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Jakov (Jim) Botica

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A Proud Australian – His Contribution To The War Effort In Croatia – Yugoslavia During The Conflict That Was WORLD WAR II

I, Jakov (Jim) Botica was born in 1923 on a small, coastal village called Racisce, on the beautiful island of Korkula, Dalmatia, in the heart of the Adriatic Sea. My parents were Peter Botica and Maria (maiden name Yurisich) who were also born in Racisce. This is a small part of my personal journey.

In 1941, Mussolini’s Army occupied the southern part of Yugoslavia while the north was covered by Nazi Germany. King Peter, the leader of the nation at the time fled to Egypt with his family and associates leaving Yugoslavia without a government and people in despair. This cast a shadow over the nation as food shortages and occupying oppressive forces made life hell for the remaining people.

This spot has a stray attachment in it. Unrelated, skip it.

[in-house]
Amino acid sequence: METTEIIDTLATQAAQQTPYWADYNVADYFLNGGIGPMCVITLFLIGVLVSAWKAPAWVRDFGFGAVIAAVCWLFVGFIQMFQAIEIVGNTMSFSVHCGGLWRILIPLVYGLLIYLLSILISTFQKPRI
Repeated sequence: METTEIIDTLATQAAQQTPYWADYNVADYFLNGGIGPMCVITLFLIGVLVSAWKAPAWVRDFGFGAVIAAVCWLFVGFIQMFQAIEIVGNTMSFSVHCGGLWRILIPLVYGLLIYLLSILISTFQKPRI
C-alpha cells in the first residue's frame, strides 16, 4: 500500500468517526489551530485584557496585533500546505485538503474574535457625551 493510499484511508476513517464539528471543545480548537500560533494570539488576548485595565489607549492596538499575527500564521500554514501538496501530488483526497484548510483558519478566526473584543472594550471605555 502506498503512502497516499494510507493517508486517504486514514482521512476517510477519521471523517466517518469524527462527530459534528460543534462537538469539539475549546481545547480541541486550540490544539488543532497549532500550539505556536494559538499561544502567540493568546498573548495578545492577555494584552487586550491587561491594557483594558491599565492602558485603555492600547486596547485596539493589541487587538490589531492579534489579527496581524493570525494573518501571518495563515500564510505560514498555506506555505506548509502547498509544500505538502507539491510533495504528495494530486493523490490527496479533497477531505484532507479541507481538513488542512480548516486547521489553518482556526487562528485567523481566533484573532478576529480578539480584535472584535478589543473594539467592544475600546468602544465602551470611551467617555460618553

Some leaders of the formative Communist Party retreated to surrounding mountains and formed anti-fascist, Partisan Guerrilla Units, which were prepared to fight the enemy that had invaded our homeland.

The occupying Italian Forces enforced martial law with freedom of movement restricted between 6am and 6pm. Many women were raped and murdered in cold blood during these terrible days. The occupiers killed all the cats and dogs, who’s silenced barks allowed the occupying Italians to quietly perform their horrid operations and do to the people as they pleased.

The brutality and cruelty were unforgettable. All the surrounding mountains were torched in a horrific mass inferno that was all encompassing in an attempt to flush out pockets of resistance scattered throughout the ranges. My heart simply ached with pain as I witnessed my homeland in flames.